Pace’s 2022 budget includes about $6 million to set up TAP-style pilot programs in the suburbs, working with ride-hail providers instead of taxi companies “to provide an alternative to fixed-route service for riders.” But while the budget described it as a service for all riders, the DuPage pilot is specifically described as a paratransit service.
How the DuPage Access Pilot works
Normally the TAP program charges riders $3 a trip, with Pace reimbursing the taxi company for the portion of the fare that goes above that on the rider’s behalf. But during the pandemic, the shared nature of the paratransit bus trips became a health risk, so Pace made the TAP taxi trips free to encourage more riders to use that option.
According to the presentation shared during the January 19 meeting, waiving the $3 had the intended effect of replacing multi-rider paratransit bus trips with single-rider taxi trips for social distancing purposes. While TAP trips accounted for 10 percent of all paratransit trips in 2019, that number went up to 23 percent in 2020 and 33 percent in 2021. The presentation also mentioned that TAP trips were cheaper for Pace. While an average TAP trip cost $25, an average minibus paratransit trip cost $73.
That said, Pace interim director Melissa Metzger told the board that the TAP program’s growth has been hampered by how hard the pandemic hit the taxi industry, and the industry still hasn’t fully recovered. “The taxi numbers went way down. They’re starting to build back up, but they’re not in the capacity as they were before the pandemic.”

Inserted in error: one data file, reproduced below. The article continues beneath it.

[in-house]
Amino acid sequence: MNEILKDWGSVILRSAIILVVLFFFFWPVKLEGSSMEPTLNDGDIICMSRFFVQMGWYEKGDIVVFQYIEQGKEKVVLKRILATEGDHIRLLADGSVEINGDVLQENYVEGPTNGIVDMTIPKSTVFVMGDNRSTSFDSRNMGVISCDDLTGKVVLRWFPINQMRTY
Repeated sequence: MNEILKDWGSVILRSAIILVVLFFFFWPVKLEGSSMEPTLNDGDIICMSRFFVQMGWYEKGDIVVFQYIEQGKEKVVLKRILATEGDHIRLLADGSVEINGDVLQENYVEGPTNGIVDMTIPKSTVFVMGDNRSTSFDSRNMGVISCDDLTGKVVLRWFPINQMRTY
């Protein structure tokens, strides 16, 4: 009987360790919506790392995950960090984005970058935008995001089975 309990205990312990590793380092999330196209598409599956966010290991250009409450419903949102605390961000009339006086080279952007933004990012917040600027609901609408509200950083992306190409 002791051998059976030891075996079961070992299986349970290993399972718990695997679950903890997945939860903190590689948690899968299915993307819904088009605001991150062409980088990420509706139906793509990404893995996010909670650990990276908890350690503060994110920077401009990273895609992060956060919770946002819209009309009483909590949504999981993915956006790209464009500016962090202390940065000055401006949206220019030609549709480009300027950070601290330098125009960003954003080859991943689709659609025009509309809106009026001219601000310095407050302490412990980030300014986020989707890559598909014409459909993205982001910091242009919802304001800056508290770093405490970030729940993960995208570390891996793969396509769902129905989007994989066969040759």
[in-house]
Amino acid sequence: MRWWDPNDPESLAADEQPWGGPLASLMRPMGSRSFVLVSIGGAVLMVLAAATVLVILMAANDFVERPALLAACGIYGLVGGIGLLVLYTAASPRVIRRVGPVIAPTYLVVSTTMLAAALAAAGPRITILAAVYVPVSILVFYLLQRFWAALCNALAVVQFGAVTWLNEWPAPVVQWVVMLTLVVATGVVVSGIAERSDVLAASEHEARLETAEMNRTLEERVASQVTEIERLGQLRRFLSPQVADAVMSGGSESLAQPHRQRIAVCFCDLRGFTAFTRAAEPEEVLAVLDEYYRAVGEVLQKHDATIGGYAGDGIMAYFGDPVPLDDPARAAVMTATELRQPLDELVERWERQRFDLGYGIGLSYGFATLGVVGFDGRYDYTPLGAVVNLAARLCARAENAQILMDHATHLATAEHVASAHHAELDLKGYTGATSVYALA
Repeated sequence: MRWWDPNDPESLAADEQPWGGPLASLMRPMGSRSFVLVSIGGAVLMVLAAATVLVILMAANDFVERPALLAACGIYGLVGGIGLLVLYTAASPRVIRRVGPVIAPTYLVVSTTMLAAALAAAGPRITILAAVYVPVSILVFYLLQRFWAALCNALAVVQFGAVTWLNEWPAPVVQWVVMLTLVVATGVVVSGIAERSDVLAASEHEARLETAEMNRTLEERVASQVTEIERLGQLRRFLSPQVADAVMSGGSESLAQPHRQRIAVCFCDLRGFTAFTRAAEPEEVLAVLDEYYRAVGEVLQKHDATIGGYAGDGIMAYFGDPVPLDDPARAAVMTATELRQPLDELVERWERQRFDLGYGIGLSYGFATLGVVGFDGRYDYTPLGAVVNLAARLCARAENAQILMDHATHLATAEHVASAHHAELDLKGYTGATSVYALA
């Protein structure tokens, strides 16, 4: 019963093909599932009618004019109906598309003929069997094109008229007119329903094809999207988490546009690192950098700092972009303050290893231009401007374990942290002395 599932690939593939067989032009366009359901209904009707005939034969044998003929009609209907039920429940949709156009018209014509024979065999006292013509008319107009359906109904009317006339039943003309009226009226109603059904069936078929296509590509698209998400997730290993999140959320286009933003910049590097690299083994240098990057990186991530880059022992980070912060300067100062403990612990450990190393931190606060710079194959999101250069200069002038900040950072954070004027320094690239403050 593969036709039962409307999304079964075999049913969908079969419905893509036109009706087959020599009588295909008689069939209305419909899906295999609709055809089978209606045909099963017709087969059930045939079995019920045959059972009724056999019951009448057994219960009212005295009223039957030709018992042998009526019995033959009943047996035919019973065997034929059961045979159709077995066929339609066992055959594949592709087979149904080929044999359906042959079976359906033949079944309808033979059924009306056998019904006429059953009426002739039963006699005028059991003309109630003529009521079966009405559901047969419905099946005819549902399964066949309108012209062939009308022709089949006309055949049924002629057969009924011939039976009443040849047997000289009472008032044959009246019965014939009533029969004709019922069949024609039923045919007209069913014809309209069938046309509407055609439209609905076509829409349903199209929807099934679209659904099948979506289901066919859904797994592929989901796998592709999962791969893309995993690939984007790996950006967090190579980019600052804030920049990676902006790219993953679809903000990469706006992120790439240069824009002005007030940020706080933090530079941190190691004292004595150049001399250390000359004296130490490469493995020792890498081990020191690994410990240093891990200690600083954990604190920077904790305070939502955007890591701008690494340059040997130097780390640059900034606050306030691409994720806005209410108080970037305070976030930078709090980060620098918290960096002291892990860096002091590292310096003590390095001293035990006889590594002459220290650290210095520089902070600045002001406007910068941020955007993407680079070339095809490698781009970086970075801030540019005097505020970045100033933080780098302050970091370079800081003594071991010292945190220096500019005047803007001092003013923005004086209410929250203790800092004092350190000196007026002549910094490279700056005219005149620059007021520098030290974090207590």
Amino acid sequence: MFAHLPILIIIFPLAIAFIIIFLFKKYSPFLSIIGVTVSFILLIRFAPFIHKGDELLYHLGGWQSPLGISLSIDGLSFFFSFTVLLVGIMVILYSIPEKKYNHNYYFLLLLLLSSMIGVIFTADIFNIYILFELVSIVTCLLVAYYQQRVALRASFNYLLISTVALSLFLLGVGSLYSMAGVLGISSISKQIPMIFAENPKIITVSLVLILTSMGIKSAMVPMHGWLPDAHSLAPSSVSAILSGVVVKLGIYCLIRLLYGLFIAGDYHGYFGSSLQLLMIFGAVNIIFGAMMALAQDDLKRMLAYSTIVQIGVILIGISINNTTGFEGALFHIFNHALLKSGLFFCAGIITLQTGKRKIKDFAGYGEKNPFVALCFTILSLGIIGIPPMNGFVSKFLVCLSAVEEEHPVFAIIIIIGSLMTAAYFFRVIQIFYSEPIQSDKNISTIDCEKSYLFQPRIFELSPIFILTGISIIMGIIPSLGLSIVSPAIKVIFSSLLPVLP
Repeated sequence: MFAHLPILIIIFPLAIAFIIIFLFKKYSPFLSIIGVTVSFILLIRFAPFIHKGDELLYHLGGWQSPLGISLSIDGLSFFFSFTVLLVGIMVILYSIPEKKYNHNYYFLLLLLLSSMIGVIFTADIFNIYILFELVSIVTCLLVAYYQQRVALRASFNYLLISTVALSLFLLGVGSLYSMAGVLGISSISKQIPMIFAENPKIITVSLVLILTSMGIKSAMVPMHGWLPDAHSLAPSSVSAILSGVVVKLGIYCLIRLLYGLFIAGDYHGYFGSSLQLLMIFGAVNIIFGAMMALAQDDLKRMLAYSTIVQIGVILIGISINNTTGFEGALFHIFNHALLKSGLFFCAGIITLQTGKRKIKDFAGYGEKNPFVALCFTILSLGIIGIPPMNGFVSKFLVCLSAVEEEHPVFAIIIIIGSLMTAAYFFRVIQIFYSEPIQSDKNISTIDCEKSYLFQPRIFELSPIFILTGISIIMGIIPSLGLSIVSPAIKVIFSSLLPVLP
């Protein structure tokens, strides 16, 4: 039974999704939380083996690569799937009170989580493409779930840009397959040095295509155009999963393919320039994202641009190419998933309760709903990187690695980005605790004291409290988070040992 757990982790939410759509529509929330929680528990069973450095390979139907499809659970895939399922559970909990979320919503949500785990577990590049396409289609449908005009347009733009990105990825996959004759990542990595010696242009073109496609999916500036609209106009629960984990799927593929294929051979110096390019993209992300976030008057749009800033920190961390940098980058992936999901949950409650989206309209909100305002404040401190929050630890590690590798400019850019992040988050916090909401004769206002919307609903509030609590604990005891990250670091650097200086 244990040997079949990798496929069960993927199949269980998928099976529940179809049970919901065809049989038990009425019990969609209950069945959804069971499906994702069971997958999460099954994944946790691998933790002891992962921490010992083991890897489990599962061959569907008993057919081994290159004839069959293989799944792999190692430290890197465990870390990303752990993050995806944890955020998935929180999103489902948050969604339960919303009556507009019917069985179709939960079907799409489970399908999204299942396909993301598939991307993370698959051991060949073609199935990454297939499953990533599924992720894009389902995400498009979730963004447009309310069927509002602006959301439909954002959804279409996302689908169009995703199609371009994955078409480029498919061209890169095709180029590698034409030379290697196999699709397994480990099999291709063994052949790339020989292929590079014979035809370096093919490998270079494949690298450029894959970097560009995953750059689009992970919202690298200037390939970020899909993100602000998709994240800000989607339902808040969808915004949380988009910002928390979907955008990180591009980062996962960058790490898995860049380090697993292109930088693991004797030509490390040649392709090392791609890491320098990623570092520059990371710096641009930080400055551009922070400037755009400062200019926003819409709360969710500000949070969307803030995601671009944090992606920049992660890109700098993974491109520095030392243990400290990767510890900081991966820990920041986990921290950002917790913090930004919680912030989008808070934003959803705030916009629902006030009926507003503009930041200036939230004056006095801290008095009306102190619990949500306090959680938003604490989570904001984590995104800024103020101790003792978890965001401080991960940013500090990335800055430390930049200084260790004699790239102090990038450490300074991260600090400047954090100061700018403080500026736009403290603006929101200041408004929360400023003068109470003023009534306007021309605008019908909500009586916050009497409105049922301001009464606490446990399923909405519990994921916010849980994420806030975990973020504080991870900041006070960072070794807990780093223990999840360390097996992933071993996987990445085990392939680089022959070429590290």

As with the current TAP trips, riders don’t get charged for DuPage Access trips. According to the program page, the eligibility for the program is determined based on names and addresses on file with the RTA for paratransit service. Paratransit riders who already have Uber accounts automatically get the $30 a day credit applied to their accounts. Those who don’t have Uber accounts will get the credit applied once they get one. If any issues arise, Pace is asking riders to send their contact information using a form on the program page.
As noted during the January 19 meeting, Uber already provides similar kind of paratransit services in Washington, D.C., Boston, and other cities.
Pace officials said riders who don’t use smartphones will be able to book their trips using a third-party dispatching service. The contact information for service that wasn’t up on the DuPage Access program page as of February 6.
Marcucci said that he didn’t believe that ride-hail companies hurt ridership Pace routes (although a city of Chicago study found that ride-hail trips did divert ridership from the CTA), arguing that Uber and Lyft fill the gaps in Pace service, and that the pilot would make Uber “part of our total service package.”
Pace board chairman Richard Kwasneski also said he supports the program. “Public-private partnerships like this will be the key to building our service back better. We’ll take what we learn in DuPage and use it to implement similar pilots in other areas.”
Metzger said that industry-wide driver shortage hasn’t spared Pace’s paratransit division, and the Uber pilot will help address it. “We don’t have enough drivers. We’re interested in [having] as many different options as possible to keep the service available for our customers.”